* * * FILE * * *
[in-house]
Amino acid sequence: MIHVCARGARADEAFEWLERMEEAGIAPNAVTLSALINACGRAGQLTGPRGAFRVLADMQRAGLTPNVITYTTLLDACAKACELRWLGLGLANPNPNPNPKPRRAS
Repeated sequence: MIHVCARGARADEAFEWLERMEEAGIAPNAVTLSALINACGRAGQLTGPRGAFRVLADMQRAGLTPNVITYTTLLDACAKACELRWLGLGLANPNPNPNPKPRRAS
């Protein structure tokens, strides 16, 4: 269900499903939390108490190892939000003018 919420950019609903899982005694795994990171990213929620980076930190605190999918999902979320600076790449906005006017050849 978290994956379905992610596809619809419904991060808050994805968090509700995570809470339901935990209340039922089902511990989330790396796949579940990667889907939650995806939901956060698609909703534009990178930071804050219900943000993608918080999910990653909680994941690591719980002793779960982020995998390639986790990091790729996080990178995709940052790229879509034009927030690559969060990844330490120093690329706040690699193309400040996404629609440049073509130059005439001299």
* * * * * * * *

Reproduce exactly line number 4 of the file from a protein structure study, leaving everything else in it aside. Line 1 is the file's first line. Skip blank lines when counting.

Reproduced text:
């Protein structure tokens, strides 16, 4: 269900499903939390108490190892939000003018 919420950019609903899982005694795994990171990213929620980076930190605190999918999902979320600076790449906005006017050849 978290994956379905992610596809619809419904991060808050994805968090509700995570809470339901935990209340039922089902511990989330790396796949579940990667889907939650995806939901956060698609909703534009990178930071804050219900943000993608918080999910990653909680994941690591719980002793779960982020995998390639986790990091790729996080990178995709940052790229879509034009927030690559969060990844330490120093690329706040690699193309400040996404629609440049073509130059005439001299």